Home
5 Tips for Getting Back Into the Game On Your Own After Physical Therapy

5 Tips for Getting Back Into the Game On Your Own After Physical Therapy

If you’re active and involved in sports, chances are you’ve also experienced some kind of injury. When the course of prescribed physical therapy is complete, many feel that they can pick back up where they left off. This most often leads to being re-injured or being side-lined yet again. What are some tips to keep in mind after physical therapy to prevent either of these from happening? This article will discuss what you can do on your own to ensure that you can get back into the game and stay there.

Remember the Key Components of Physical Therapy

Just because your physical therapy program has ended, doesn’t mean you should stop the exercises you’ve been doing. Many times your physical therapist will give you a range of progressive exercises from acute to chronic stages of your injury. You can continue to perform some of these as daily exercises or as part of your warm-up. These are aimed at preventing any stiffness and to maintain mobility and function. Especially if you notice any pain from your injury returning, immediately think back to the basics of PT - rest, ice, compression, elevation - continue PT exercises, and remember to take things slowly. It will take time to build your body back up to pre-injury conditions, so be patient with yourself.

Muscle Conditioning

Your physical therapy regimen should have addressed any issues with muscle atrophy, but now you may decide to pay special attention to those muscle groups with new strength training exercises. Whatever your pre-injury workouts were, realize that there will be adjustments now due to your injury. Instead of viewing your injury as the enemy, treat it like a friend. Nurture those muscle groups and pay special attention to them during each workout. Some physical therapy offices provide post-rehab specialists that can provide exercises that focus on muscle re-education.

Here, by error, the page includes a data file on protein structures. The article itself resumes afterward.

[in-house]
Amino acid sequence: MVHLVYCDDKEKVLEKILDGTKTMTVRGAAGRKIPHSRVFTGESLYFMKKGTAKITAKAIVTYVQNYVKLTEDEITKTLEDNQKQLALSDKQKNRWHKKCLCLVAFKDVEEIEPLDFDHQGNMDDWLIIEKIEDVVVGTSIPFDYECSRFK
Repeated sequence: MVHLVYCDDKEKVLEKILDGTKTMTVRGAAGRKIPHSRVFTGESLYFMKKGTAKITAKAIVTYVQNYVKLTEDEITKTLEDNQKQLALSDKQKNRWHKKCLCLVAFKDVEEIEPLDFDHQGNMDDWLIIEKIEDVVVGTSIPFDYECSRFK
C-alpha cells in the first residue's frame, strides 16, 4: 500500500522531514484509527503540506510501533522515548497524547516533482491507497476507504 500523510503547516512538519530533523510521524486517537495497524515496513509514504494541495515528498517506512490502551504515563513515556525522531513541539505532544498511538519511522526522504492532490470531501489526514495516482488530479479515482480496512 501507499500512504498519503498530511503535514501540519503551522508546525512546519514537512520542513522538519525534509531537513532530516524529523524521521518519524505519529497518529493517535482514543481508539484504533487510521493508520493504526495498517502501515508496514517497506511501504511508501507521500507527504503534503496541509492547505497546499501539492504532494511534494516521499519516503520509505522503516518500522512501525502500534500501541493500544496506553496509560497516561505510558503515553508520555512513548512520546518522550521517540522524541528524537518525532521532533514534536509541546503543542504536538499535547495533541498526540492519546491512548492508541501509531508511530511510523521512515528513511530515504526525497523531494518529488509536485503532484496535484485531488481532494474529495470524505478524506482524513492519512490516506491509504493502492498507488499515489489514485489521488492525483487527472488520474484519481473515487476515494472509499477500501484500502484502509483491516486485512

Form, Form, Form!

Any injury to the body causes an imbalance in the body. Immediately following an injury the body begins to compensate with other muscle groups to protect the part that’s injured. This leads to an imbalance in muscles and sometimes a loss of normal proprioception. Decreased proprioception is often evidenced with poor balance and posture. There are a variety of proprioception exercises intended to re-educate those areas of the body that have poor balance. For example after an ankle injury a common balance exercise involves standing on a balance board that moves unpredictably and you are forced to quickly react without thinking about it. Truthfully, proprioception should happen subconsciously, as the body and mind work simultaneously to keep you upright. Training exercises are performed and practiced consciously but eventually their benefits are seen unconsciously on the field or in sports when without even thinking your body reacts and can kick a ball and stay upright, etc.

Mental Motivation

An injury can cause a lack of confidence and creates a new fear, the fear of being re-injured. While it’s important to be realistic and careful, it’s also important to stay positive. Having the proper mental viewpoint of your injury and your future goals can help keep you motivated to keep moving forward. View your injury as if it were your side view mirrors. Keep it in mind, but don’t focus on it. Look ahead to where you want to be at physically and in the game. Taking the appropriate steps to condition your body, keep working toward the long term goals you have. With a positive attitude you will get there!

Eat Right & Rest Up

Proper nutrition affects performance levels and is necessary for strength and endurance. Focus on eating a wide variety of vegetables and fruits that contain nutrients, minerals, and antioxidants that can build you up cell by cell. Lean proteins and complex carbs can provide the protein and energy you need to keep going during training sessions. Hydration is key; avoid sugary drinks or juices, and stick to water. Avoid processed or foods with added sugar. In addition to cleaning up your diet, give thought to your schedule and make sure rest has its place. Get to bed early to ensure at least 8 hours of undisturbed sleep. Don’t be over eager and over-train, rest should be an important part of any athlete’s training schedule.

Conclusion

There’s a lot you can do to get back into the game. Remember, take it slow and focus on your form. Stay positive and keep your goals in sight. An injury shouldn’t be forever, and with the proper motivation and training, you can keep it a thing of the past! If you need help with your post-rehab plan, the pros at Blue Hills Sports and Spine Rehabilitation are always available to help.

Sample